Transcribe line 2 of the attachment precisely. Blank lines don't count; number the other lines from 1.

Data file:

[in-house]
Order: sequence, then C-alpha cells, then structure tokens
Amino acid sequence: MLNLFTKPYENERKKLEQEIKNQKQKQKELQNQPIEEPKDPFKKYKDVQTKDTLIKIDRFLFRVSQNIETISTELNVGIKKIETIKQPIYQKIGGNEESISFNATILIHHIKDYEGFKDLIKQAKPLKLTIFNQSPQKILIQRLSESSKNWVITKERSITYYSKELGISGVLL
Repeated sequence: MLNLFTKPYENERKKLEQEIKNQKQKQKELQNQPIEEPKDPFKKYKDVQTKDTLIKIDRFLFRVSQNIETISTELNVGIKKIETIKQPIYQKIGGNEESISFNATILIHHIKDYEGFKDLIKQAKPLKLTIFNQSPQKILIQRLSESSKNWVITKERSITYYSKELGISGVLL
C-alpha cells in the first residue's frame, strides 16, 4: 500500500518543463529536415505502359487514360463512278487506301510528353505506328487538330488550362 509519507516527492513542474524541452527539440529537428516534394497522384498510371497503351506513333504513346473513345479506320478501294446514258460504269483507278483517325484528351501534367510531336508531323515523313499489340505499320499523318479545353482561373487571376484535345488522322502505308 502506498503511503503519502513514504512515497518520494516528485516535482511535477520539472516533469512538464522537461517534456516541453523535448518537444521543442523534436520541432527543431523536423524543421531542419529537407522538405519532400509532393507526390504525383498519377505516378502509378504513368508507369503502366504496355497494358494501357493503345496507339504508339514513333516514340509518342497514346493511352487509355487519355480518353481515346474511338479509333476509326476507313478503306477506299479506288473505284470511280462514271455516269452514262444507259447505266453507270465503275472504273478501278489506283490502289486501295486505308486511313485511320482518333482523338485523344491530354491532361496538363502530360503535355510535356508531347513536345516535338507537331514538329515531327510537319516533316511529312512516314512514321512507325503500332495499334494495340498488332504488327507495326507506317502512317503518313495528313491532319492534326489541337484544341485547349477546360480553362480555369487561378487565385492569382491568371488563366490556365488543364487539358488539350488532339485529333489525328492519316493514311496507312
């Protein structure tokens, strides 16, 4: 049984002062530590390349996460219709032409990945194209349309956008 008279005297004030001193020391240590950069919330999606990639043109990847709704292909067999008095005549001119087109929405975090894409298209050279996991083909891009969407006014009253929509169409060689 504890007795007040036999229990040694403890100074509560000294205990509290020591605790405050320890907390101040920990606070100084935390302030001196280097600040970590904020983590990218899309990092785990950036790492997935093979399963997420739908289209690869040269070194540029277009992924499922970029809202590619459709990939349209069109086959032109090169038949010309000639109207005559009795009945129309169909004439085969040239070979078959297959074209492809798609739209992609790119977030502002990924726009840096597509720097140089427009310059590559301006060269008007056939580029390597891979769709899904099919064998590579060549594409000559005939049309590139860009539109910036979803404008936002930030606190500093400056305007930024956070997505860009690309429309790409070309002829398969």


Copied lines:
Order: sequence, then C-alpha cells, then structure tokens